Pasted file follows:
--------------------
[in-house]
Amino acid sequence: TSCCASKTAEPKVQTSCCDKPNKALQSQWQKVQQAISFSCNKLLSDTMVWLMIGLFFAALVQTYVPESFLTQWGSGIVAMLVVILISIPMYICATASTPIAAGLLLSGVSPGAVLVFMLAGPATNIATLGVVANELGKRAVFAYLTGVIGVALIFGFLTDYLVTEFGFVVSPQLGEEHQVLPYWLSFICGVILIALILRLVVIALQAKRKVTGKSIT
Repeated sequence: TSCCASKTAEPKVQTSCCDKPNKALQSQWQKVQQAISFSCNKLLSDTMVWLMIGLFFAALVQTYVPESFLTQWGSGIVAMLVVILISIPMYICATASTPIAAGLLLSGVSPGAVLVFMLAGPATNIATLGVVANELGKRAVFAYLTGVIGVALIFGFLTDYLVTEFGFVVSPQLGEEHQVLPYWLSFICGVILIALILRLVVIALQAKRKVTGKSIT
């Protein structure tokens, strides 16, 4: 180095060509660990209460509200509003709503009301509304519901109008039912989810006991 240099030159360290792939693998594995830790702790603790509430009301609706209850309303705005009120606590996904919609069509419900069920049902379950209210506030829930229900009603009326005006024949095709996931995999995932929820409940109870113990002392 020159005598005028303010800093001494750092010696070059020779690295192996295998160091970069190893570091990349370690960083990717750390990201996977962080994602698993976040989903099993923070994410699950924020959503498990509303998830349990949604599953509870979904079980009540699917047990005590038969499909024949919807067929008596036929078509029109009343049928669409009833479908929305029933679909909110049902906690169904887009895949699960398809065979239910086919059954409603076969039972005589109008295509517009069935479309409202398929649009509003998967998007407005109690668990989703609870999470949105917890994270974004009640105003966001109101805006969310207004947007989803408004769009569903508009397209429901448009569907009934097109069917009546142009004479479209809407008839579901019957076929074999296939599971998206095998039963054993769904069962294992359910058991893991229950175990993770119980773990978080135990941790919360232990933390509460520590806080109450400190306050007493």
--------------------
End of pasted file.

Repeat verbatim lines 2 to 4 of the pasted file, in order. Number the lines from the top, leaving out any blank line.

Amino acid sequence: TSCCASKTAEPKVQTSCCDKPNKALQSQWQKVQQAISFSCNKLLSDTMVWLMIGLFFAALVQTYVPESFLTQWGSGIVAMLVVILISIPMYICATASTPIAAGLLLSGVSPGAVLVFMLAGPATNIATLGVVANELGKRAVFAYLTGVIGVALIFGFLTDYLVTEFGFVVSPQLGEEHQVLPYWLSFICGVILIALILRLVVIALQAKRKVTGKSIT
Repeated sequence: TSCCASKTAEPKVQTSCCDKPNKALQSQWQKVQQAISFSCNKLLSDTMVWLMIGLFFAALVQTYVPESFLTQWGSGIVAMLVVILISIPMYICATASTPIAAGLLLSGVSPGAVLVFMLAGPATNIATLGVVANELGKRAVFAYLTGVIGVALIFGFLTDYLVTEFGFVVSPQLGEEHQVLPYWLSFICGVILIALILRLVVIALQAKRKVTGKSIT
């Protein structure tokens, strides 16, 4: 180095060509660990209460509200509003709503009301509304519901109008039912989810006991 240099030159360290792939693998594995830790702790603790509430009301609706209850309303705005009120606590996904919609069509419900069920049902379950209210506030829930229900009603009326005006024949095709996931995999995932929820409940109870113990002392 020159005598005028303010800093001494750092010696070059020779690295192996295998160091970069190893570091990349370690960083990717750390990201996977962080994602698993976040989903099993923070994410699950924020959503498990509303998830349990949604599953509870979904079980009540699917047990005590038969499909024949919807067929008596036929078509029109009343049928669409009833479908929305029933679909909110049902906690169904887009895949699960398809065979239910086919059954409603076969039972005589109008295509517009069935479309409202398929649009509003998967998007407005109690668990989703609870999470949105917890994270974004009640105003966001109101805006969310207004947007989803408004769009569903508009397209429901448009569907009934097109069917009546142009004479479209809407008839579901019957076929074999296939599971998206095998039963054993769904069962294992359910058991893991229950175990993770119980773990978080135990941790919360232990933390509460520590806080109450400190306050007493």